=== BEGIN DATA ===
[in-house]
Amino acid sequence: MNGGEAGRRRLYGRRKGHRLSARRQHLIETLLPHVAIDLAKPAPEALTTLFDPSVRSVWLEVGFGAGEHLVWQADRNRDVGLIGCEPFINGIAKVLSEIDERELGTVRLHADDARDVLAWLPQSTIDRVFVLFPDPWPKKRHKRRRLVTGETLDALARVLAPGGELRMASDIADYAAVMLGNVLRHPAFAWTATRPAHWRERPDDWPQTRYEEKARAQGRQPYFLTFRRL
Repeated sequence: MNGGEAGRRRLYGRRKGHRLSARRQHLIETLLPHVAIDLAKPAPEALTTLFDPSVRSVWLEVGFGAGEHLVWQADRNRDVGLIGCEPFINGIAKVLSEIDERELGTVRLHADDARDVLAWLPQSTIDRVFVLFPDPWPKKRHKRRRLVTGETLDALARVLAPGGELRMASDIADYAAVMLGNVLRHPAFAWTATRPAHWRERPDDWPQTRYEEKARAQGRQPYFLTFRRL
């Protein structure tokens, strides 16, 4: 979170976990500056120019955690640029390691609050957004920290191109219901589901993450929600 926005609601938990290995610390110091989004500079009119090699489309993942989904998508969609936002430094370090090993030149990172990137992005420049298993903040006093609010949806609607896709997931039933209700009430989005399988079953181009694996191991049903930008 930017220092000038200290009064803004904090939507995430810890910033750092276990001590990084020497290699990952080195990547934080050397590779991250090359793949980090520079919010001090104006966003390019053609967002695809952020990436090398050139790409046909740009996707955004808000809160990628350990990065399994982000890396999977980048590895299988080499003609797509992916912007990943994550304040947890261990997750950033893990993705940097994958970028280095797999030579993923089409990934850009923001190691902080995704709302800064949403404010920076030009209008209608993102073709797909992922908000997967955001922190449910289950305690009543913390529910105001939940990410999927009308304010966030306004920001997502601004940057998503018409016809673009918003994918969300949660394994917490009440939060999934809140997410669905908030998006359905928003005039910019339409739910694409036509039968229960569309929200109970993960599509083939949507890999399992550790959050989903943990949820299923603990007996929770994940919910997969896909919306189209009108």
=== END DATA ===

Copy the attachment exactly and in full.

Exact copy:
[in-house]
Amino acid sequence: MNGGEAGRRRLYGRRKGHRLSARRQHLIETLLPHVAIDLAKPAPEALTTLFDPSVRSVWLEVGFGAGEHLVWQADRNRDVGLIGCEPFINGIAKVLSEIDERELGTVRLHADDARDVLAWLPQSTIDRVFVLFPDPWPKKRHKRRRLVTGETLDALARVLAPGGELRMASDIADYAAVMLGNVLRHPAFAWTATRPAHWRERPDDWPQTRYEEKARAQGRQPYFLTFRRL
Repeated sequence: MNGGEAGRRRLYGRRKGHRLSARRQHLIETLLPHVAIDLAKPAPEALTTLFDPSVRSVWLEVGFGAGEHLVWQADRNRDVGLIGCEPFINGIAKVLSEIDERELGTVRLHADDARDVLAWLPQSTIDRVFVLFPDPWPKKRHKRRRLVTGETLDALARVLAPGGELRMASDIADYAAVMLGNVLRHPAFAWTATRPAHWRERPDDWPQTRYEEKARAQGRQPYFLTFRRL
């Protein structure tokens, strides 16, 4: 979170976990500056120019955690640029390691609050957004920290191109219901589901993450929600 926005609601938990290995610390110091989004500079009119090699489309993942989904998508969609936002430094370090090993030149990172990137992005420049298993903040006093609010949806609607896709997931039933209700009430989005399988079953181009694996191991049903930008 930017220092000038200290009064803004904090939507995430810890910033750092276990001590990084020497290699990952080195990547934080050397590779991250090359793949980090520079919010001090104006966003390019053609967002695809952020990436090398050139790409046909740009996707955004808000809160990628350990990065399994982000890396999977980048590895299988080499003609797509992916912007990943994550304040947890261990997750950033893990993705940097994958970028280095797999030579993923089409990934850009923001190691902080995704709302800064949403404010920076030009209008209608993102073709797909992922908000997967955001922190449910289950305690009543913390529910105001939940990410999927009308304010966030306004920001997502601004940057998503018409016809673009918003994918969300949660394994917490009440939060999934809140997410669905908030998006359905928003005039910019339409739910694409036509039968229960569309929200109970993960599509083939949507890999399992550790959050989903943990949820299923603990007996929770994940919910997969896909919306189209009108």